For that reason, the opioid pharmaceutical industry supports expansion of abuse-deterrent formulations. Purdue Pharma extols its virtues on a section of its website aimed at physicians and pharmacists. While noting the science behind abuse deterrence “is relatively new,” it calls the availability of prescription opioids with abuse-deterrent properties “an important advancement toward the goal of providing responsible pain management for appropriate patients.”
The State Pain Policy Advocacy Network, which describes its mission as working “to effect positive pain policy on the state level,” maintains advocacy partnerships with numerous members of the Pain Care Forum, including the American Cancer Society Cancer Action Network, the American Chronic Pain Association and the U.S. Pain Foundation.
The network advocates for the development of abuse-deterrent formulations, and for restrictions on substituting non-ADF generics for brand-name ADF prescriptions. Its list of 2015 legislative priorities included tracking bills dealing with abuse-deterrent formulation drugs nationwide.
New York’s legislation
One such piece of legislation passed the New York Senate and Assembly this past session and is awaiting delivery to Cuomo’s desk. Senate Bill 6962 would require insurers to offer at least one abuse-deterrent formulation for every class of opioid drug they include on their formulary.
Hannon sponsored the bill.
He and the four co-sponsors have received $63,000 from Pain Care Forum members between them, according to the finance data. The Assembly version was sponsored by Democrat Michael Cusick, of Staten Island, and cosponsored by Republican Peter Lopez, of Schoharie, who together have received $5,400 in Pain Care Forum member contributions.
That legislation is one of at least 20 identified by the Associated Press and Center for Public Integrity analysis to reach state houses from coast to coast with nearly identical language.
For instance, bills passed or considered in Illinois, Kansas, Kentucky and West Virginia all identically state that insurance companies “shall provide coverage for abuse-deterrent opioid analgesic drugs as preferred drugs on their formulary, preferred drug list, or other lists of similar construct.”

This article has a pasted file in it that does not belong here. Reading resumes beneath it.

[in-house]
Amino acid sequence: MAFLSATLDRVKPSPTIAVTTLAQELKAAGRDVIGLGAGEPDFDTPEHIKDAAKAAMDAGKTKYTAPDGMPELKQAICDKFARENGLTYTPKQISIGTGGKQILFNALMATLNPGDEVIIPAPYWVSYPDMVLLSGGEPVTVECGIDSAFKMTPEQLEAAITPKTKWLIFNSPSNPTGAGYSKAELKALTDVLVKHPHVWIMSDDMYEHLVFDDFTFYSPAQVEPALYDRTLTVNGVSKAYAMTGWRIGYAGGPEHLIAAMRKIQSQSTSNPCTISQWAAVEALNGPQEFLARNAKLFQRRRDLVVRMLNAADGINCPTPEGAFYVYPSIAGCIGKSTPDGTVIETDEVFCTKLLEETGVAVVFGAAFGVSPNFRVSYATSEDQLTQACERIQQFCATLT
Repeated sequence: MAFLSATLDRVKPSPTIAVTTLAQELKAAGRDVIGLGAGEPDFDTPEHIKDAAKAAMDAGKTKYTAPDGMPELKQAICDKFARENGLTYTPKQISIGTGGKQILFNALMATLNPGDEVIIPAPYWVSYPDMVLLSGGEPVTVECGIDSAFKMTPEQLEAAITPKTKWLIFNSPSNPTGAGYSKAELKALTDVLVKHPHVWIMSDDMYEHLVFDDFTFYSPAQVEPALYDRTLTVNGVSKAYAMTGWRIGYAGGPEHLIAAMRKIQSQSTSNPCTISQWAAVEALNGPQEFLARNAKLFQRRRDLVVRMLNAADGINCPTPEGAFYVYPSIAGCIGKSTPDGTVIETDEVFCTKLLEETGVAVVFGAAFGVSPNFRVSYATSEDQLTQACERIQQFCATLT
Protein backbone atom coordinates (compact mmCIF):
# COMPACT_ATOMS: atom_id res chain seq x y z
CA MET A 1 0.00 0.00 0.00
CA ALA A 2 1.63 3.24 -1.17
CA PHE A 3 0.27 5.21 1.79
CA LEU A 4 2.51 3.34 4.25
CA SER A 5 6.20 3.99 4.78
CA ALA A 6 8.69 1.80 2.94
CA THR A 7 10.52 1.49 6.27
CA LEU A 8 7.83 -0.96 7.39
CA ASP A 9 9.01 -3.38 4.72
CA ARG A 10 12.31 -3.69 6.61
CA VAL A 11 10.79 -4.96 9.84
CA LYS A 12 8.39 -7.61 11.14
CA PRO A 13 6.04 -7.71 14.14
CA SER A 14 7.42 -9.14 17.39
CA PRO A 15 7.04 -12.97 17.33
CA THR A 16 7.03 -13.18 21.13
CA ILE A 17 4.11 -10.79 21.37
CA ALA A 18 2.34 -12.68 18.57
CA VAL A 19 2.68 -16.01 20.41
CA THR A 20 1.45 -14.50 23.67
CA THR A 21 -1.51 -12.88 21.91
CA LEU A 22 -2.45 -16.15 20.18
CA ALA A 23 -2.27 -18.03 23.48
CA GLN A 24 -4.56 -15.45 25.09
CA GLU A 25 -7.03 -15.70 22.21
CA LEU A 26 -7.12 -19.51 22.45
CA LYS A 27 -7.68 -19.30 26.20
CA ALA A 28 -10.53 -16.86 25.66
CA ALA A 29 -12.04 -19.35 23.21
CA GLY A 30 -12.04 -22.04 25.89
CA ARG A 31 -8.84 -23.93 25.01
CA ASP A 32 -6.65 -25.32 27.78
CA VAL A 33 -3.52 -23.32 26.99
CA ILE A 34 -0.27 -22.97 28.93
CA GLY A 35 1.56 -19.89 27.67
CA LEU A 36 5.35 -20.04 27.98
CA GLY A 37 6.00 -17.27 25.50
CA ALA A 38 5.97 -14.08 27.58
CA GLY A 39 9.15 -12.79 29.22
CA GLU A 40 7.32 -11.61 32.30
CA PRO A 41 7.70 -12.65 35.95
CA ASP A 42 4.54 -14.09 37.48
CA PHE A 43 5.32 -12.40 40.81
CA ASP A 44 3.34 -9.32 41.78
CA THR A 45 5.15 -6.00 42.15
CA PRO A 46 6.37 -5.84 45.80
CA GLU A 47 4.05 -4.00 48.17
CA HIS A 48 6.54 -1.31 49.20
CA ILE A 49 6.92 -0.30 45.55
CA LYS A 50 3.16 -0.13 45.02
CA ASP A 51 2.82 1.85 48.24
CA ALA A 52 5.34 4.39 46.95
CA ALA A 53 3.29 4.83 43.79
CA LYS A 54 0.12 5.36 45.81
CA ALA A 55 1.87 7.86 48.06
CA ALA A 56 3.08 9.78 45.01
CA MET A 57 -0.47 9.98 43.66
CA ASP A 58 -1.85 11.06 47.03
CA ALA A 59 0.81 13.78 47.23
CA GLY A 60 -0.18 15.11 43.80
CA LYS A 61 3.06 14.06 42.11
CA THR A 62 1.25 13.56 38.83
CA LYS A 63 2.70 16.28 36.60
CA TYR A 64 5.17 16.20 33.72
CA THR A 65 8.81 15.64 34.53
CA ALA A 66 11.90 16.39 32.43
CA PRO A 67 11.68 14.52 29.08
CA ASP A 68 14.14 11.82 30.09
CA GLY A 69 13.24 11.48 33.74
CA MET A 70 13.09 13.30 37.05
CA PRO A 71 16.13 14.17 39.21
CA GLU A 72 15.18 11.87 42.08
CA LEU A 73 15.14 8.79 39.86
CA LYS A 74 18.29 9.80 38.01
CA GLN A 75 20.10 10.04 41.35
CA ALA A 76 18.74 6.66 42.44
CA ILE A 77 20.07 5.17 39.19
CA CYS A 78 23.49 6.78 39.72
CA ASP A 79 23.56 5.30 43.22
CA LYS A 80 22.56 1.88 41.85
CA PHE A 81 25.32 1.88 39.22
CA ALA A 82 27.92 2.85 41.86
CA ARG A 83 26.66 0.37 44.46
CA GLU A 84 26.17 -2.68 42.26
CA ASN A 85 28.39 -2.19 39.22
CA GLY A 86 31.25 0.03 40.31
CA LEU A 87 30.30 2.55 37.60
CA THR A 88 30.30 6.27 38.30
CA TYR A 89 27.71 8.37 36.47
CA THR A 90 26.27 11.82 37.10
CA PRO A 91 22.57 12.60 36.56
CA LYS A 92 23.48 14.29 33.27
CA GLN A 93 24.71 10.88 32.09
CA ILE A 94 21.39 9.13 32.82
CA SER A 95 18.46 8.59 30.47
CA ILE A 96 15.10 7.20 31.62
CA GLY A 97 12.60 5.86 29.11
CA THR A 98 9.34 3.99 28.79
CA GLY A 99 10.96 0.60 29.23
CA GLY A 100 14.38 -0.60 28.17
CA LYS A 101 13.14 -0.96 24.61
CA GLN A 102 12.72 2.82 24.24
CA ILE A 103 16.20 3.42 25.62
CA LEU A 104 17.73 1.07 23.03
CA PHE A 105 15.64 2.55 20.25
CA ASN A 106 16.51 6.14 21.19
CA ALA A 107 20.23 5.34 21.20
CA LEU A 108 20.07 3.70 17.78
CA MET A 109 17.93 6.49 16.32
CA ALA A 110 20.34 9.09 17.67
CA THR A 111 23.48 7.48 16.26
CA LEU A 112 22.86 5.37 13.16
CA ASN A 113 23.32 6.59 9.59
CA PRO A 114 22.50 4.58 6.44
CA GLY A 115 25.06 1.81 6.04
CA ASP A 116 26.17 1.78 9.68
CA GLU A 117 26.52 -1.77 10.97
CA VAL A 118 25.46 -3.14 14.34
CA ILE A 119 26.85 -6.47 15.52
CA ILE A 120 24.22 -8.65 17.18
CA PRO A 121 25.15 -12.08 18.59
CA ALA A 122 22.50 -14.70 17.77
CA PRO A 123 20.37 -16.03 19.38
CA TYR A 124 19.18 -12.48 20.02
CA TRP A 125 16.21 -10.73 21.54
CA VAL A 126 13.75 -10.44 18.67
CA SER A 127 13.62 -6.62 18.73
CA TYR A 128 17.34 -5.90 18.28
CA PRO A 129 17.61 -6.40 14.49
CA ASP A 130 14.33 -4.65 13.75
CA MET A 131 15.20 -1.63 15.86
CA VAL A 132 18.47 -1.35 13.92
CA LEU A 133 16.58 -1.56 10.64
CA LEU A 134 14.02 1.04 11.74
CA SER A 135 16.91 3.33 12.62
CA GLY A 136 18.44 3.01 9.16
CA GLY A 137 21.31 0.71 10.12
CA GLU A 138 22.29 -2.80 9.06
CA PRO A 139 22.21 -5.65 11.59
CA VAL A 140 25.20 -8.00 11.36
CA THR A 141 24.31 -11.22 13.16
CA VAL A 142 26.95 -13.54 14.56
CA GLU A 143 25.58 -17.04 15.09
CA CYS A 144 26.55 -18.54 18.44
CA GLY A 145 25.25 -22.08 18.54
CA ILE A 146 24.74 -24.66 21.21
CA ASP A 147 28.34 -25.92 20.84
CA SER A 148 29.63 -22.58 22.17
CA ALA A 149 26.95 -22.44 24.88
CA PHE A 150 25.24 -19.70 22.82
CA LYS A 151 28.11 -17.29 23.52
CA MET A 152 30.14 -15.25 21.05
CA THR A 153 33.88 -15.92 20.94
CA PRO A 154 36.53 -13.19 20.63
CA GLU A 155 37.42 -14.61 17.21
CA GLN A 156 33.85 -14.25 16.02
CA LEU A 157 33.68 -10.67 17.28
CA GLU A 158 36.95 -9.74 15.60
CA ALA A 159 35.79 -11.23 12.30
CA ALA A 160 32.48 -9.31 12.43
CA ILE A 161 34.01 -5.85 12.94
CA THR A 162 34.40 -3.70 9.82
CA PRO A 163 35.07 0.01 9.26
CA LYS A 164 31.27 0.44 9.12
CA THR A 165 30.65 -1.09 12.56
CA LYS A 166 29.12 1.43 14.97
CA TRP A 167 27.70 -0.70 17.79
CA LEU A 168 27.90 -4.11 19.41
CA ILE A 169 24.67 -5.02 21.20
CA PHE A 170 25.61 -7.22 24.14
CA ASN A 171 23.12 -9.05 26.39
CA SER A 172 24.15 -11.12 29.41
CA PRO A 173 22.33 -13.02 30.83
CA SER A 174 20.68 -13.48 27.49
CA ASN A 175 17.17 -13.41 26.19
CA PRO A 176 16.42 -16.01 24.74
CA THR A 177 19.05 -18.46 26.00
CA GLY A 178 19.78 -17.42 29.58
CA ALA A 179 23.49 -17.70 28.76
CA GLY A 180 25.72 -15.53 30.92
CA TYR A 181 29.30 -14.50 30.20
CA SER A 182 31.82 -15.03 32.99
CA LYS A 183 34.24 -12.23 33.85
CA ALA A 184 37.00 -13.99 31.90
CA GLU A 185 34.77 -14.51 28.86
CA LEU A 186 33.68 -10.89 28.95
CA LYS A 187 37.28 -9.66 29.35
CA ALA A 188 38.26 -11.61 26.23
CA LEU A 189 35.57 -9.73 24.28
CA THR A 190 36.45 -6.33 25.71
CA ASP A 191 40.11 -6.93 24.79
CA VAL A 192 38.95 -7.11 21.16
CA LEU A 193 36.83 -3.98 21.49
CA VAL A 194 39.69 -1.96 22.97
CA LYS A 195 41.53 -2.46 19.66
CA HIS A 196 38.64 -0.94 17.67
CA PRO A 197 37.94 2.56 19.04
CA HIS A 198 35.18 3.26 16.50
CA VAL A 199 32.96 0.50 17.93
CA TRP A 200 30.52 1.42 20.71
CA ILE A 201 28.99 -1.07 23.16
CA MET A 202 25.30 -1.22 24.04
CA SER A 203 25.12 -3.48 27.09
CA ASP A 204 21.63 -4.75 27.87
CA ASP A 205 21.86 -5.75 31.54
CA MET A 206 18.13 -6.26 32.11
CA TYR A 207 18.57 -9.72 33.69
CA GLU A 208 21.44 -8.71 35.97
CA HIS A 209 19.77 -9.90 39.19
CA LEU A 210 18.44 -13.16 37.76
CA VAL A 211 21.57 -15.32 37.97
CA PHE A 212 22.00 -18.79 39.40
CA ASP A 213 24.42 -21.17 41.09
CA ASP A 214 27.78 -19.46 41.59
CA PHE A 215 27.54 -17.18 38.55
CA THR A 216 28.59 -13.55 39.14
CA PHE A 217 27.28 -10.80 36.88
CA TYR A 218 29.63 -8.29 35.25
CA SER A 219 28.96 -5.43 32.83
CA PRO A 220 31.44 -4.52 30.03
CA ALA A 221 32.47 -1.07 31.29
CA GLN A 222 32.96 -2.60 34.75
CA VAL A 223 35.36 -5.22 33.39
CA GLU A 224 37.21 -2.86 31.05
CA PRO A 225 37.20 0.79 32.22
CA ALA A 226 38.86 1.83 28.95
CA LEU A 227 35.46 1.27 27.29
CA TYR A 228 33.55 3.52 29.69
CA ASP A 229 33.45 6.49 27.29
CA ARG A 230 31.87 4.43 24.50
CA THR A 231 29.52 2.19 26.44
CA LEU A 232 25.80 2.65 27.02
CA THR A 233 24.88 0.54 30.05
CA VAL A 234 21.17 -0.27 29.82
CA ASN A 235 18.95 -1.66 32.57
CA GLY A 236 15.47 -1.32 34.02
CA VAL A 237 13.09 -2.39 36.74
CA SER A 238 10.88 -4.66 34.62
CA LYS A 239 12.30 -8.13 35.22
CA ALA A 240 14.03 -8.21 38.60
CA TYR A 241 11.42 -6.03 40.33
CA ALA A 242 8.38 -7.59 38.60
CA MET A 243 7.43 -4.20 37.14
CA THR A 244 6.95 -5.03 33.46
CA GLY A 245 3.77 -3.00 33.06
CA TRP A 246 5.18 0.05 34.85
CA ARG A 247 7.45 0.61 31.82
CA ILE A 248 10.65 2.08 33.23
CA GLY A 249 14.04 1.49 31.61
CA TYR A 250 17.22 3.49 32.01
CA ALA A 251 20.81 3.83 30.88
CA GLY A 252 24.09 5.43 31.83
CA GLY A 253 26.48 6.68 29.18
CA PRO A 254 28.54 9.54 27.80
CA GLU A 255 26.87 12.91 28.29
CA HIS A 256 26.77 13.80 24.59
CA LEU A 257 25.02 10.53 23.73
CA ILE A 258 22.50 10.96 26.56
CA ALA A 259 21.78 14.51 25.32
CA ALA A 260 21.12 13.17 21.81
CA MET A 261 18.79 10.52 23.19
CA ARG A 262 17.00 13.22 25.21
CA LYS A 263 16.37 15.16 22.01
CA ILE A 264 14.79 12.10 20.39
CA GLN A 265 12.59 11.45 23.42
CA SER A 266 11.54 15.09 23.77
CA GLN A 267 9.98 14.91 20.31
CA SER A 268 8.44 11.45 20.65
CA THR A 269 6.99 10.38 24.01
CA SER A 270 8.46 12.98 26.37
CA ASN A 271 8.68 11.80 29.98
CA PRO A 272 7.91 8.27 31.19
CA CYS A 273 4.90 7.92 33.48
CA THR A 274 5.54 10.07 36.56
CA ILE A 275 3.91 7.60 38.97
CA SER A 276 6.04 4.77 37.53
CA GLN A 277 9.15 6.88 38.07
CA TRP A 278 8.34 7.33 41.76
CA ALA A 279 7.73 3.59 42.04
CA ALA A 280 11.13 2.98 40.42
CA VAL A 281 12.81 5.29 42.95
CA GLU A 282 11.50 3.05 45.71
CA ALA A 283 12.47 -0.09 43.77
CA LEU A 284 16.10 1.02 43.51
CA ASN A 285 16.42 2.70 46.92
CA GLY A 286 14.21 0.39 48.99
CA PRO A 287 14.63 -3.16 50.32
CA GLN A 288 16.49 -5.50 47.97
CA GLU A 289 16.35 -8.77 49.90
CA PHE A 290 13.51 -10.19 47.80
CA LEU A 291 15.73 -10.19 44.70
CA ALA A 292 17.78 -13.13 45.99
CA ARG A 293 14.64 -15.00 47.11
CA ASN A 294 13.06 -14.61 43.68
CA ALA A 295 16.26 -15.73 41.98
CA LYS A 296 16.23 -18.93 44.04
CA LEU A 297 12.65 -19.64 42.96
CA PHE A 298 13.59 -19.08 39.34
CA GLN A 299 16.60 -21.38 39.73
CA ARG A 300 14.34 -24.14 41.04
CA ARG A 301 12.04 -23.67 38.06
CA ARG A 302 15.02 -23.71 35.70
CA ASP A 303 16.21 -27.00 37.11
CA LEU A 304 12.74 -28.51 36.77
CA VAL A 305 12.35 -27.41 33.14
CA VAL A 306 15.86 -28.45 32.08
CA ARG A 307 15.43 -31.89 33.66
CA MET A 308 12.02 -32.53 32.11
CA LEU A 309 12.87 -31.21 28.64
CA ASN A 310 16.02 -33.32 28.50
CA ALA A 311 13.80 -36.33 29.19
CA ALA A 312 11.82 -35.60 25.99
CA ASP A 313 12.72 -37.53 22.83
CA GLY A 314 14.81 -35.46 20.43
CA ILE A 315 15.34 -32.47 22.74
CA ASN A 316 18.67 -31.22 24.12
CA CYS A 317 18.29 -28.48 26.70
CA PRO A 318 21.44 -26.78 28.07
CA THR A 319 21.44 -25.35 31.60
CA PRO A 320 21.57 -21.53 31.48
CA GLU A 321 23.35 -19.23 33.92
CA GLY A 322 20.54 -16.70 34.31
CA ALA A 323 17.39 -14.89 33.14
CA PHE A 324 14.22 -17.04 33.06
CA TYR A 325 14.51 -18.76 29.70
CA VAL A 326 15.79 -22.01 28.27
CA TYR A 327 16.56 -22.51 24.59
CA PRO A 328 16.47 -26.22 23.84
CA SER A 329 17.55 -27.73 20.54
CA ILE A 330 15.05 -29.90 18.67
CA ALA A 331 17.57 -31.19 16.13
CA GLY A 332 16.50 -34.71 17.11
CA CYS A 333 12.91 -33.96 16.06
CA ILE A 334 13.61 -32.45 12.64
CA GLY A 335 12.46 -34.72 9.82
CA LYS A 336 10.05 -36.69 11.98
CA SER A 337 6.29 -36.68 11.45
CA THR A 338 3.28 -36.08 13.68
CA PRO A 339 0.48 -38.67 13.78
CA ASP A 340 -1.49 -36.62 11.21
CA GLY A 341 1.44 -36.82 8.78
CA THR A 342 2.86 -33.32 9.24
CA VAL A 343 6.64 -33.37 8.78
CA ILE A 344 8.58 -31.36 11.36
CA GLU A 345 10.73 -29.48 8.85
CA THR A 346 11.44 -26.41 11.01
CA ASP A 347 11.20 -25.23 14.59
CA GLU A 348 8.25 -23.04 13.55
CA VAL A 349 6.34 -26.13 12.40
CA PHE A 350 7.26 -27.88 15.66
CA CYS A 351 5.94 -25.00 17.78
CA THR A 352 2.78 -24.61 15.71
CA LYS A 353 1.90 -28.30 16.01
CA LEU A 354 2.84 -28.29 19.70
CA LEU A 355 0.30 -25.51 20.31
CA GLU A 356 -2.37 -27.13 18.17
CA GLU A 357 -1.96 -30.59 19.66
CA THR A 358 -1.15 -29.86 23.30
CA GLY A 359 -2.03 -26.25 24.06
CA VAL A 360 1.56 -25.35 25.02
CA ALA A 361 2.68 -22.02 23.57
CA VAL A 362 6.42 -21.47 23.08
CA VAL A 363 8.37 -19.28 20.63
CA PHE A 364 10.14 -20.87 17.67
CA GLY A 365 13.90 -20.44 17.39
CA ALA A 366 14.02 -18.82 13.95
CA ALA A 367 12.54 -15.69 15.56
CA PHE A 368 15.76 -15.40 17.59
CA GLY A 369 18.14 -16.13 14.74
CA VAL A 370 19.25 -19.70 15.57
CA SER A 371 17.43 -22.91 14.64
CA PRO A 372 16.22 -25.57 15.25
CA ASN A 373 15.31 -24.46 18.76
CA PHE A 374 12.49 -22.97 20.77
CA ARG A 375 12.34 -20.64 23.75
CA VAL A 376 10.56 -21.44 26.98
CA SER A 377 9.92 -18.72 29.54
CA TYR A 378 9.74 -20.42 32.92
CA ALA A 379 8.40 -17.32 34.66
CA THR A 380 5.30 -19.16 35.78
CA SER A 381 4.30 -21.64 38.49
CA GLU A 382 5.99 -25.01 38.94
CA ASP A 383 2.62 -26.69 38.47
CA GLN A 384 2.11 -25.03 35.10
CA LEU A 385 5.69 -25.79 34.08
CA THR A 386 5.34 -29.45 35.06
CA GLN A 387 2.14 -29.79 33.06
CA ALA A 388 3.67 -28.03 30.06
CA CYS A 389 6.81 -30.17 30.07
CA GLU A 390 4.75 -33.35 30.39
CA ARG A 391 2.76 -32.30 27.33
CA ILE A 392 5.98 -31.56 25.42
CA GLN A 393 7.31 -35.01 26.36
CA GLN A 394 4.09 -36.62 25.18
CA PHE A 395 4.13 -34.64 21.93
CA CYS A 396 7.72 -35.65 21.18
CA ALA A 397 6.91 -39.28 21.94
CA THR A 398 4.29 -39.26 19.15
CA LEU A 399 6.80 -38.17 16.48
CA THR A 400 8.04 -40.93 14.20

Whereas an insurer “shall provide coverage on its formulary, drug list or other lists of similar construct for at least one abuse-deterrent opioid analgesic drug product,” according to the language in the New York bills.
“Like many other bills, the New York proposal was drafted off of model legislation used in other states,” Hannon said. “With the opioid epidemic plaguing the nation, many states have looked to abuse-deterrent formulations to help.”
In the 2012-13 session, Hannon sponsored a similar bill that passed the Senate but faltered in the Assembly. The sponsor memo said the bill’s purpose was “to help prevent the abuse and diversion of opioid drugs by ensuring that opioid drugs which incorporate abuse-deterrent technologies are dispensed whenever possible.”
Related bills last year — the Senate version was also sponsored by Hannon — would have prevented pharmacists from substituting a generic for a prescribed opioid with abuse-deterrent properties. That sort of legislation is also in line with the State Pain Policy Advocacy Network’s stated priorities.
Cuomo vetoed the 2015 bills, writing in a veto memo that the research on abuse-deterrent drugs “is still in its infancy.”
Developing abuse-deterrent formulation versions of existing opioids is also profitable for drugmakers. An abuse-deterrent formulation of an exiting generic or brand it owns allows a drugmaker to secure a new patent and extends protections from other generic competition.
By pushing the abuse-deterrent formulations, drugmakers are “trying to profiteer on our concern about the opioid crisis,” Kolodny said. “They’re trying to exploit the very problem they helped create.”
Follow John R. Roby on Twitter @PSBJRoby.